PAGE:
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Kukkonen, Karin. Contemporary Comics Storytelling. Frontiers of Narrative. Lincoln: Univ. of Nebraska Press, 2013. 
Added by: joachim (10/14/14, 8:11 AM)   Last edited by: joachim (5/23/17, 11:16 PM)
Resource type: Book
Language: en: English
BibTeX citation key: Kukkonen2013b
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Categories: General
Keywords: "100 Bullets", "Fables", "Tom Strong", Adaptation, Azzarello. Brian, Cognition, Crime comics, Fairy tale, Metaisierung, Moore. Alan, Narratology, Risso. Eduardo, Superhero, United Kingdom, USA, Willingham. Bill
Creators: Kukkonen
Publisher: Univ. of Nebraska Press (Lincoln)
Views: 30/858
What if fairy-tale characters lived in New York City? What if a superhero knew he was a fictional character? What if you could dispense your own justice with one hundred untraceable bullets? These are the questions asked and answered in the course of the challenging storytelling in FablesTom Strong, and 100 Bullets, the three twenty-first-century comics series that Karin Kukkonen considers in depth in her exploration of how and why the storytelling in comics is more than merely entertaining.
Applying a cognitive approach to reading comics in all their narrative richness and intricacy, Contemporary Comics Storytelling opens an intriguing perspective on how these works engage the legacy of postmodernism—its subversion, self-reflexivity, and moral contingency. Its three case studies trace how contemporary comics tie into deep traditions of visual and verbal storytelling, how they reevaluate their own status as fiction, and how the fictional minds of their characters generate complex ethical thought experiments. At a time when the medium is taken more and more seriously as intricate and compelling literary art, this book lays the groundwork for an analysis of the ways in which comics challenge and engage readers’ minds. It brings together comics studies with narratology and literary criticism and, in so doing, provides a new set of tools for evaluating the graphic novel as an emergent literary form.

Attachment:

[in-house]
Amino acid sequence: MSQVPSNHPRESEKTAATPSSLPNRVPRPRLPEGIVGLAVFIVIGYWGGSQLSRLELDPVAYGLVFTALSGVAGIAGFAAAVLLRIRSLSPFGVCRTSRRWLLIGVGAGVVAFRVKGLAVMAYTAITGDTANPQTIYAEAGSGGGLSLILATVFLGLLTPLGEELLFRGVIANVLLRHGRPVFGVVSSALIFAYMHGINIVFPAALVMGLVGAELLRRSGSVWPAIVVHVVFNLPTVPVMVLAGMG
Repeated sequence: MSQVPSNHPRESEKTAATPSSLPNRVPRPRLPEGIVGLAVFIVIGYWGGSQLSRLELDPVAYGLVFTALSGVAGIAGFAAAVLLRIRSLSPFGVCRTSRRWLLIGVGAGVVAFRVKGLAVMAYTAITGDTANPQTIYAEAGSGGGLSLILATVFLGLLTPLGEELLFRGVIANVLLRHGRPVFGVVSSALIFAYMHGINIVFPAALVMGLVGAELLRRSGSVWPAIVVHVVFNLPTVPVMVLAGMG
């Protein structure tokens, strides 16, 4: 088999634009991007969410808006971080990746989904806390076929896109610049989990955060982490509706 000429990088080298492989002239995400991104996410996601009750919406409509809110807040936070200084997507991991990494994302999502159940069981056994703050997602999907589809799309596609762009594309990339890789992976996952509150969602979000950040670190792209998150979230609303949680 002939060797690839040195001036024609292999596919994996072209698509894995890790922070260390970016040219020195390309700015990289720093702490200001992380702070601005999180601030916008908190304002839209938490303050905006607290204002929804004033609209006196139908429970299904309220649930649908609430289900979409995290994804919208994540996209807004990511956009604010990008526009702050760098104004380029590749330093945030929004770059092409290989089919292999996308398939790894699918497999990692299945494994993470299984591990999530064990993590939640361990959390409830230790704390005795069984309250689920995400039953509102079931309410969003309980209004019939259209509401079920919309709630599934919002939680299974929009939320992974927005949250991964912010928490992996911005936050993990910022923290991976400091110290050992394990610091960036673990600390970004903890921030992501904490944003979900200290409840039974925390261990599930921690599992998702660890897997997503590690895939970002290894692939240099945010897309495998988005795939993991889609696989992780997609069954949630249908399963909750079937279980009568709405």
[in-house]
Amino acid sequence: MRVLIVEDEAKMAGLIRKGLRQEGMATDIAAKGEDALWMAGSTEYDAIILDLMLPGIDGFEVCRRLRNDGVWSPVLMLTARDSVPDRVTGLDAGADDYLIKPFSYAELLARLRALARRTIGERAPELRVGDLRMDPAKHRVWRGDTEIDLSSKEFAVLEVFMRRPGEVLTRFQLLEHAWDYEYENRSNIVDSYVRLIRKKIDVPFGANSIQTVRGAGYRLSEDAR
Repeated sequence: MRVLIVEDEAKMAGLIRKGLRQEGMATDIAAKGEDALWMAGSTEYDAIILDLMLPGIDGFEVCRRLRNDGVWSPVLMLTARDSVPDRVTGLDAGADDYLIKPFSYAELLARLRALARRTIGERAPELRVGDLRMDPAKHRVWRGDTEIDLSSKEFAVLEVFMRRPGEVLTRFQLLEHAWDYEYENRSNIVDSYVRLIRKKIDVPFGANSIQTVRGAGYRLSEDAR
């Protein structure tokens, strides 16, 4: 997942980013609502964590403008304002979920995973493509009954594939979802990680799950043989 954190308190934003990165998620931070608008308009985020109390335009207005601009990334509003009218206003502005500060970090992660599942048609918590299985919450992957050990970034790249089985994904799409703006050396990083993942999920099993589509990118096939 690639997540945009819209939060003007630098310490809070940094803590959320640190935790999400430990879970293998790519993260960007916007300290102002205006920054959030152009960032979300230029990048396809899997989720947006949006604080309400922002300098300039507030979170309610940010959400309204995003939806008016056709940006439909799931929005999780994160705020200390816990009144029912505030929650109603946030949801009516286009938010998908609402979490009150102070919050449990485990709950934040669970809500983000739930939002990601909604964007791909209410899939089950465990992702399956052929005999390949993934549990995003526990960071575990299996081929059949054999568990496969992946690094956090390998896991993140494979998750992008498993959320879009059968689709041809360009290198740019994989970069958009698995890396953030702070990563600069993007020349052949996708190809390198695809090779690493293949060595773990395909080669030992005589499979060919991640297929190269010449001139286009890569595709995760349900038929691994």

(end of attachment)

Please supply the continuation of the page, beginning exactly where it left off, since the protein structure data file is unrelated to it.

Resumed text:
Table of Contents

List of Illustrations (vii)
Acknowledgments (ix)

Introduction (1)
1. How to Analyze Comics Cognitively (13)
2. Textual Traditions in Comics: Fables, Genre, and Intertextuality (51)
3. Fictionality in Comics: Tom Strong, Storyworlds, and the Imagination (87)
4. Fictional Minds in Comics: 100 Bullets, Characterization, and Ethics (127)
Conclusion (177)

Notes (189)
Bibliography (207)
Index (227)

Added by: joachim  Last edited by: joachim
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